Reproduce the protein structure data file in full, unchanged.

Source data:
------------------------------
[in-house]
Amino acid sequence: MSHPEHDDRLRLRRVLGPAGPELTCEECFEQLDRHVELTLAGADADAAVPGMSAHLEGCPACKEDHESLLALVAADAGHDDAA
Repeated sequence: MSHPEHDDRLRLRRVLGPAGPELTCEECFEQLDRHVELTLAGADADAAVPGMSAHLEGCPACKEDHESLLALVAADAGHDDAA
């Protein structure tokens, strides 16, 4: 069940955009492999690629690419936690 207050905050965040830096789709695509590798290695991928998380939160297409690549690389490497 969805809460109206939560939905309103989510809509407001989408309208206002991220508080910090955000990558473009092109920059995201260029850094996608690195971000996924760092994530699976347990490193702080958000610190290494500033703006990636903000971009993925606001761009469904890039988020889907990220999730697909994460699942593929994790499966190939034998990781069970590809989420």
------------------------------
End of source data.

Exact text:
[in-house]
Amino acid sequence: MSHPEHDDRLRLRRVLGPAGPELTCEECFEQLDRHVELTLAGADADAAVPGMSAHLEGCPACKEDHESLLALVAADAGHDDAA
Repeated sequence: MSHPEHDDRLRLRRVLGPAGPELTCEECFEQLDRHVELTLAGADADAAVPGMSAHLEGCPACKEDHESLLALVAADAGHDDAA
């Protein structure tokens, strides 16, 4: 069940955009492999690629690419936690 207050905050965040830096789709695509590798290695991928998380939160297409690549690389490497 969805809460109206939560939905309103989510809509407001989408309208206002991220508080910090955000990558473009092109920059995201260029850094996608690195971000996924760092994530699976347990490193702080958000610190290494500033703006990636903000971009993925606001761009469904890039988020889907990220999730697909994460699942593929994790499966190939034998990781069970590809989420």